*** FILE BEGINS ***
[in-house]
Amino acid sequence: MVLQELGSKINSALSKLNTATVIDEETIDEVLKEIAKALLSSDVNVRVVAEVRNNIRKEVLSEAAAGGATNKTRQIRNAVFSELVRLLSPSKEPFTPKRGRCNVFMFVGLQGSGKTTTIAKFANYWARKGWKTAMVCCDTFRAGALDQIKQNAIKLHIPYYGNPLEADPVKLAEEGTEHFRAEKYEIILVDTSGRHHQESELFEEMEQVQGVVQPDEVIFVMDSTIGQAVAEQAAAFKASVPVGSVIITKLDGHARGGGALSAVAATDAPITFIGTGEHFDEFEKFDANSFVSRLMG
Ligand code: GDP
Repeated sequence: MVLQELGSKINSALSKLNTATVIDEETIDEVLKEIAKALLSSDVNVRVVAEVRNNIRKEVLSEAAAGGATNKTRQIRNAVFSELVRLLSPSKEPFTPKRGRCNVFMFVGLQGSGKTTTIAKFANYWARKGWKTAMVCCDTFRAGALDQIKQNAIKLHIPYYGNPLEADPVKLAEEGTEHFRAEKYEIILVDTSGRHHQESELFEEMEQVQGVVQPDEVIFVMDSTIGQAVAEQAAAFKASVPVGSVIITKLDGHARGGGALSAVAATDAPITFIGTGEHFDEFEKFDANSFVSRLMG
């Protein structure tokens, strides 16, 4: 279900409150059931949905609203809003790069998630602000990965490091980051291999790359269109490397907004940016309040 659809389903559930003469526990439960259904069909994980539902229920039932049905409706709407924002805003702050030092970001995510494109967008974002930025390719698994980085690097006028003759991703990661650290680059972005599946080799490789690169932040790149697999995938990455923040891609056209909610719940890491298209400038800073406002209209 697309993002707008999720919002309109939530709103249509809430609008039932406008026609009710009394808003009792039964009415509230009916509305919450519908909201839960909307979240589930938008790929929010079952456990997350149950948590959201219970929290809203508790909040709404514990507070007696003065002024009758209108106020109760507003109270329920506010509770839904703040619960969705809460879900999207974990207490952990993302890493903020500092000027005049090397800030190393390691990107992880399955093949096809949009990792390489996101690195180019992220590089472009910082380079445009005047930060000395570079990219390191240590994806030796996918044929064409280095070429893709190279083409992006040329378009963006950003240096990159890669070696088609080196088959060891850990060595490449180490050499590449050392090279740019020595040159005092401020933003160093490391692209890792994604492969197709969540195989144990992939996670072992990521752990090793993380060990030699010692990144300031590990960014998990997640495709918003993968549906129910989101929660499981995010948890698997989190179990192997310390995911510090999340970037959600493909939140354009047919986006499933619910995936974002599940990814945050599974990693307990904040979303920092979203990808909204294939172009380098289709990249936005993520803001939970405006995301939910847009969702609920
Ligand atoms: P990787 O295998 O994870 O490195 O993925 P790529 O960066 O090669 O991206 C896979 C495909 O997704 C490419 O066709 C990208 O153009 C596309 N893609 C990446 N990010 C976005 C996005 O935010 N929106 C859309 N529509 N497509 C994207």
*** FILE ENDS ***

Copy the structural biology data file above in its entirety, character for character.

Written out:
[in-house]
Amino acid sequence: MVLQELGSKINSALSKLNTATVIDEETIDEVLKEIAKALLSSDVNVRVVAEVRNNIRKEVLSEAAAGGATNKTRQIRNAVFSELVRLLSPSKEPFTPKRGRCNVFMFVGLQGSGKTTTIAKFANYWARKGWKTAMVCCDTFRAGALDQIKQNAIKLHIPYYGNPLEADPVKLAEEGTEHFRAEKYEIILVDTSGRHHQESELFEEMEQVQGVVQPDEVIFVMDSTIGQAVAEQAAAFKASVPVGSVIITKLDGHARGGGALSAVAATDAPITFIGTGEHFDEFEKFDANSFVSRLMG
Ligand code: GDP
Repeated sequence: MVLQELGSKINSALSKLNTATVIDEETIDEVLKEIAKALLSSDVNVRVVAEVRNNIRKEVLSEAAAGGATNKTRQIRNAVFSELVRLLSPSKEPFTPKRGRCNVFMFVGLQGSGKTTTIAKFANYWARKGWKTAMVCCDTFRAGALDQIKQNAIKLHIPYYGNPLEADPVKLAEEGTEHFRAEKYEIILVDTSGRHHQESELFEEMEQVQGVVQPDEVIFVMDSTIGQAVAEQAAAFKASVPVGSVIITKLDGHARGGGALSAVAATDAPITFIGTGEHFDEFEKFDANSFVSRLMG
């Protein structure tokens, strides 16, 4: 279900409150059931949905609203809003790069998630602000990965490091980051291999790359269109490397907004940016309040 659809389903559930003469526990439960259904069909994980539902229920039932049905409706709407924002805003702050030092970001995510494109967008974002930025390719698994980085690097006028003759991703990661650290680059972005599946080799490789690169932040790149697999995938990455923040891609056209909610719940890491298209400038800073406002209209 697309993002707008999720919002309109939530709103249509809430609008039932406008026609009710009394808003009792039964009415509230009916509305919450519908909201839960909307979240589930938008790929929010079952456990997350149950948590959201219970929290809203508790909040709404514990507070007696003065002024009758209108106020109760507003109270329920506010509770839904703040619960969705809460879900999207974990207490952990993302890493903020500092000027005049090397800030190393390691990107992880399955093949096809949009990792390489996101690195180019992220590089472009910082380079445009005047930060000395570079990219390191240590994806030796996918044929064409280095070429893709190279083409992006040329378009963006950003240096990159890669070696088609080196088959060891850990060595490449180490050499590449050392090279740019020595040159005092401020933003160093490391692209890792994604492969197709969540195989144990992939996670072992990521752990090793993380060990030699010692990144300031590990960014998990997640495709918003993968549906129910989101929660499981995010948890698997989190179990192997310390995911510090999340970037959600493909939140354009047919986006499933619910995936974002599940990814945050599974990693307990904040979303920092979203990808909204294939172009380098289709990249936005993520803001939970405006995301939910847009969702609920
Ligand atoms: P990787 O295998 O994870 O490195 O993925 P790529 O960066 O090669 O991206 C896979 C495909 O997704 C490419 O066709 C990208 O153009 C596309 N893609 C990446 N990010 C976005 C996005 O935010 N929106 C859309 N529509 N497509 C994207």